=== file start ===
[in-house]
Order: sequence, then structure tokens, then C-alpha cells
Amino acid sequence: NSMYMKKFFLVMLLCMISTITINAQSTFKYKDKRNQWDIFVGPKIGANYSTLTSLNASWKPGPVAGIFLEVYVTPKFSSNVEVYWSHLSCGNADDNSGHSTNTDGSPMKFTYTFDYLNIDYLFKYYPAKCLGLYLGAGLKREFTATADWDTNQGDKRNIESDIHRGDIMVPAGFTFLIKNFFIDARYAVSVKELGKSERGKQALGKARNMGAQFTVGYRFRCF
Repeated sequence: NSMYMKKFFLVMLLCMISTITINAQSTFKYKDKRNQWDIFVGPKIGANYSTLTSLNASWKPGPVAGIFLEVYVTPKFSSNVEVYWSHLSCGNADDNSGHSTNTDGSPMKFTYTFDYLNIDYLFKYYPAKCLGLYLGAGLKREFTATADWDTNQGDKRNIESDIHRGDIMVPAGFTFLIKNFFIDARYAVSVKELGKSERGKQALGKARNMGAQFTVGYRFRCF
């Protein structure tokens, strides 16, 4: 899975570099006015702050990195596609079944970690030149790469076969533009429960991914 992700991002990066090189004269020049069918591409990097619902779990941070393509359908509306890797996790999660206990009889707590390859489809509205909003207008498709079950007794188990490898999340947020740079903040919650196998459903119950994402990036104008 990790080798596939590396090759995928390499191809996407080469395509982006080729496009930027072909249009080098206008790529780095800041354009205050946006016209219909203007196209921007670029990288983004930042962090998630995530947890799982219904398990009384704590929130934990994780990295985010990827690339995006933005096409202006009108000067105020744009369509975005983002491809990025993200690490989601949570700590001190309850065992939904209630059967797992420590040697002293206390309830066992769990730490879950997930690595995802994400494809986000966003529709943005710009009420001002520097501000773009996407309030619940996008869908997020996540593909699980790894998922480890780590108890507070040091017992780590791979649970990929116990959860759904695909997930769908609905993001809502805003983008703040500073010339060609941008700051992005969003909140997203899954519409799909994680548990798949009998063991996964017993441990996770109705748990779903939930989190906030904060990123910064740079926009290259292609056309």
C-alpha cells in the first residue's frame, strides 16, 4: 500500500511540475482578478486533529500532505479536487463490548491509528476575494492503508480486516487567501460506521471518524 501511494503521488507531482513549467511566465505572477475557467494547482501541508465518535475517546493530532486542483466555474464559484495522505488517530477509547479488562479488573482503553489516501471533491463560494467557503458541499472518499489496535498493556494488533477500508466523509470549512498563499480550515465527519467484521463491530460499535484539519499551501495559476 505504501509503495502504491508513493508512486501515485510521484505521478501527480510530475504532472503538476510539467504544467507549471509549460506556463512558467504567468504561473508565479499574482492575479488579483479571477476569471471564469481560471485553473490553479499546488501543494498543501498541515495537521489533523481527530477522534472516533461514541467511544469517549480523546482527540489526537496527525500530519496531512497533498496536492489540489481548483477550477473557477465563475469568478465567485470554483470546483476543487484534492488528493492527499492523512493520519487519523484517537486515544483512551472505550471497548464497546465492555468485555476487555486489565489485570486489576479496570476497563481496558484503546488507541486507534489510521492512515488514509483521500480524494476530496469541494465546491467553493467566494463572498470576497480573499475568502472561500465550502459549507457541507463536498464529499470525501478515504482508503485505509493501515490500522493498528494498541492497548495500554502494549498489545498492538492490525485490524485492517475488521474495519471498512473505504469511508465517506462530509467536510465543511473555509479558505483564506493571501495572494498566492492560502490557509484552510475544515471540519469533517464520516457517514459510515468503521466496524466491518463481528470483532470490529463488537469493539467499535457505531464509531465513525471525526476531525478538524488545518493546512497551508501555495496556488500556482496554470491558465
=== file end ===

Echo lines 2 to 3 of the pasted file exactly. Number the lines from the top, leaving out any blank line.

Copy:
Order: sequence, then structure tokens, then C-alpha cells
Amino acid sequence: NSMYMKKFFLVMLLCMISTITINAQSTFKYKDKRNQWDIFVGPKIGANYSTLTSLNASWKPGPVAGIFLEVYVTPKFSSNVEVYWSHLSCGNADDNSGHSTNTDGSPMKFTYTFDYLNIDYLFKYYPAKCLGLYLGAGLKREFTATADWDTNQGDKRNIESDIHRGDIMVPAGFTFLIKNFFIDARYAVSVKELGKSERGKQALGKARNMGAQFTVGYRFRCF